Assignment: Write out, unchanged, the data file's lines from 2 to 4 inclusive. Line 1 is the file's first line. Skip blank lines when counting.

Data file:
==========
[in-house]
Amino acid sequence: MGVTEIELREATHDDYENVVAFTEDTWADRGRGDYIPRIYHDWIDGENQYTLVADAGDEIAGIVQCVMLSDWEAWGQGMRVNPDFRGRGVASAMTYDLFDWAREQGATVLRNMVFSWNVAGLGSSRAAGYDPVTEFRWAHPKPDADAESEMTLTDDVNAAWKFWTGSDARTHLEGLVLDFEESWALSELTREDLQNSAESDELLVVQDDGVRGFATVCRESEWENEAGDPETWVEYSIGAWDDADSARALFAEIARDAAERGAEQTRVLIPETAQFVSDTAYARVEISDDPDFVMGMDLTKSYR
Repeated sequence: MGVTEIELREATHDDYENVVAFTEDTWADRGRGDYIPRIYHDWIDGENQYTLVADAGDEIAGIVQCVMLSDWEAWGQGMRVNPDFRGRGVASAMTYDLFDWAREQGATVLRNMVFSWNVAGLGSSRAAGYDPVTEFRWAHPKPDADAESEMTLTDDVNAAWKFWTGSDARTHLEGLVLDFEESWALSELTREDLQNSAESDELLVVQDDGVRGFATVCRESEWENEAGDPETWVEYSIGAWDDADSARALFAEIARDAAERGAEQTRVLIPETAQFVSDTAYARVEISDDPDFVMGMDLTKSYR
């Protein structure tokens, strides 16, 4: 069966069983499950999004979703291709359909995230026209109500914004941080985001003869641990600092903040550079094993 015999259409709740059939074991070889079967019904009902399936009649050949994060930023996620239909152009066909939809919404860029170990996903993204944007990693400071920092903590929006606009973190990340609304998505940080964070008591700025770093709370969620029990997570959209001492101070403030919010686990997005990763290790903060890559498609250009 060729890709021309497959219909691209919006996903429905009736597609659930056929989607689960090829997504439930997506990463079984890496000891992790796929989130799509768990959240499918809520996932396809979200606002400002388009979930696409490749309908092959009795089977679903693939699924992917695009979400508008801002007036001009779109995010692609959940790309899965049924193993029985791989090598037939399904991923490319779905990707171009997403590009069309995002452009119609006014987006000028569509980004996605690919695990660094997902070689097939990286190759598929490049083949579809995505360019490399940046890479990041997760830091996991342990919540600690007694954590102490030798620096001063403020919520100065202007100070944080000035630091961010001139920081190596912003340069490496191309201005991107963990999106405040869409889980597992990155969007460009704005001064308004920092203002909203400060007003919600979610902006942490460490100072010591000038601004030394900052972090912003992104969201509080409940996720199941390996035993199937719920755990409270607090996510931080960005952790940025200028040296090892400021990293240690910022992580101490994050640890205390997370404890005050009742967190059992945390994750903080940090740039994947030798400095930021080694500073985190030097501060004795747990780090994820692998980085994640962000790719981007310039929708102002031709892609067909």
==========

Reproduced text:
Amino acid sequence: MGVTEIELREATHDDYENVVAFTEDTWADRGRGDYIPRIYHDWIDGENQYTLVADAGDEIAGIVQCVMLSDWEAWGQGMRVNPDFRGRGVASAMTYDLFDWAREQGATVLRNMVFSWNVAGLGSSRAAGYDPVTEFRWAHPKPDADAESEMTLTDDVNAAWKFWTGSDARTHLEGLVLDFEESWALSELTREDLQNSAESDELLVVQDDGVRGFATVCRESEWENEAGDPETWVEYSIGAWDDADSARALFAEIARDAAERGAEQTRVLIPETAQFVSDTAYARVEISDDPDFVMGMDLTKSYR
Repeated sequence: MGVTEIELREATHDDYENVVAFTEDTWADRGRGDYIPRIYHDWIDGENQYTLVADAGDEIAGIVQCVMLSDWEAWGQGMRVNPDFRGRGVASAMTYDLFDWAREQGATVLRNMVFSWNVAGLGSSRAAGYDPVTEFRWAHPKPDADAESEMTLTDDVNAAWKFWTGSDARTHLEGLVLDFEESWALSELTREDLQNSAESDELLVVQDDGVRGFATVCRESEWENEAGDPETWVEYSIGAWDDADSARALFAEIARDAAERGAEQTRVLIPETAQFVSDTAYARVEISDDPDFVMGMDLTKSYR
């Protein structure tokens, strides 16, 4: 069966069983499950999004979703291709359909995230026209109500914004941080985001003869641990600092903040550079094993 015999259409709740059939074991070889079967019904009902399936009649050949994060930023996620239909152009066909939809919404860029170990996903993204944007990693400071920092903590929006606009973190990340609304998505940080964070008591700025770093709370969620029990997570959209001492101070403030919010686990997005990763290790903060890559498609250009 060729890709021309497959219909691209919006996903429905009736597609659930056929989607689960090829997504439930997506990463079984890496000891992790796929989130799509768990959240499918809520996932396809979200606002400002388009979930696409490749309908092959009795089977679903693939699924992917695009979400508008801002007036001009779109995010692609959940790309899965049924193993029985791989090598037939399904991923490319779905990707171009997403590009069309995002452009119609006014987006000028569509980004996605690919695990660094997902070689097939990286190759598929490049083949579809995505360019490399940046890479990041997760830091996991342990919540600690007694954590102490030798620096001063403020919520100065202007100070944080000035630091961010001139920081190596912003340069490496191309201005991107963990999106405040869409889980597992990155969007460009704005001064308004920092203002909203400060007003919600979610902006942490460490100072010591000038601004030394900052972090912003992104969201509080409940996720199941390996035993199937719920755990409270607090996510931080960005952790940025200028040296090892400021990293240690910022992580101490994050640890205390997370404890005050009742967190059992945390994750903080940090740039994947030798400095930021080694500073985190030097501060004795747990780090994820692998980085994640962000790719981007310039929708102002031709892609067909």